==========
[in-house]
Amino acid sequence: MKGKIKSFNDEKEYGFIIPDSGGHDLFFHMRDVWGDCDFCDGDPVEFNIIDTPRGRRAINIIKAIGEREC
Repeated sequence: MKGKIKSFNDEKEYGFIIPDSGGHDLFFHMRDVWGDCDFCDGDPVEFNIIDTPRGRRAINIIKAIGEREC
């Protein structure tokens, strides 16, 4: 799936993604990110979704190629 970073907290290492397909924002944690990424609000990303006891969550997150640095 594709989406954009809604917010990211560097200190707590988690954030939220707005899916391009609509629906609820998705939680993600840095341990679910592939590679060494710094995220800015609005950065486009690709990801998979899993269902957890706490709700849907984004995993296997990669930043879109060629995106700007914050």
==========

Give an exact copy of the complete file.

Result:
[in-house]
Amino acid sequence: MKGKIKSFNDEKEYGFIIPDSGGHDLFFHMRDVWGDCDFCDGDPVEFNIIDTPRGRRAINIIKAIGEREC
Repeated sequence: MKGKIKSFNDEKEYGFIIPDSGGHDLFFHMRDVWGDCDFCDGDPVEFNIIDTPRGRRAINIIKAIGEREC
């Protein structure tokens, strides 16, 4: 799936993604990110979704190629 970073907290290492397909924002944690990424609000990303006891969550997150640095 594709989406954009809604917010990211560097200190707590988690954030939220707005899916391009609509629906609820998705939680993600840095341990679910592939590679060494710094995220800015609005950065486009690709990801998979899993269902957890706490709700849907984004995993296997990669930043879109060629995106700007914050």